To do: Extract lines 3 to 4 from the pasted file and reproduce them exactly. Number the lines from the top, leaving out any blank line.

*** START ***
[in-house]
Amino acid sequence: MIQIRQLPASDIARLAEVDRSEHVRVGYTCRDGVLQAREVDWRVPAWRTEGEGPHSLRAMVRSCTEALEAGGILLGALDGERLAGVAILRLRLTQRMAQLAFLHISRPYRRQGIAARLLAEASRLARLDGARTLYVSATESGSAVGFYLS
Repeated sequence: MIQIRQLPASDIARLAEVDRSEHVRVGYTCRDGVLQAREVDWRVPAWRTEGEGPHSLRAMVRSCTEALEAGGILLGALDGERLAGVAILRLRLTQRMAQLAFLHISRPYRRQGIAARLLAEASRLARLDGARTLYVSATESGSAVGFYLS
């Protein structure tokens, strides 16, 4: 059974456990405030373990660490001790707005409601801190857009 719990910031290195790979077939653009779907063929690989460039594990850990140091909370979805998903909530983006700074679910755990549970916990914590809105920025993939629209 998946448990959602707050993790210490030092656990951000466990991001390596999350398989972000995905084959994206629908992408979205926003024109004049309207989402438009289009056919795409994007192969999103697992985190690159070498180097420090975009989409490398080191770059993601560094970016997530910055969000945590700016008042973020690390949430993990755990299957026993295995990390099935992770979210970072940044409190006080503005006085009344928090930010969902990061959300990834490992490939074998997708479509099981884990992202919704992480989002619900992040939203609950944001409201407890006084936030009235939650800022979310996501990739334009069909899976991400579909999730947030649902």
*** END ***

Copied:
Repeated sequence: MIQIRQLPASDIARLAEVDRSEHVRVGYTCRDGVLQAREVDWRVPAWRTEGEGPHSLRAMVRSCTEALEAGGILLGALDGERLAGVAILRLRLTQRMAQLAFLHISRPYRRQGIAARLLAEASRLARLDGARTLYVSATESGSAVGFYLS
């Protein structure tokens, strides 16, 4: 059974456990405030373990660490001790707005409601801190857009 719990910031290195790979077939653009779907063929690989460039594990850990140091909370979805998903909530983006700074679910755990549970916990914590809105920025993939629209 998946448990959602707050993790210490030092656990951000466990991001390596999350398989972000995905084959994206629908992408979205926003024109004049309207989402438009289009056919795409994007192969999103697992985190690159070498180097420090975009989409490398080191770059993601560094970016997530910055969000945590700016008042973020690390949430993990755990299957026993295995990390099935992770979210970072940044409190006080503005006085009344928090930010969902990061959300990834490992490939074998997708479509099981884990992202919704992480989002619900992040939203609950944001409201407890006084936030009235939650800022979310996501990739334009069909899976991400579909999730947030649902």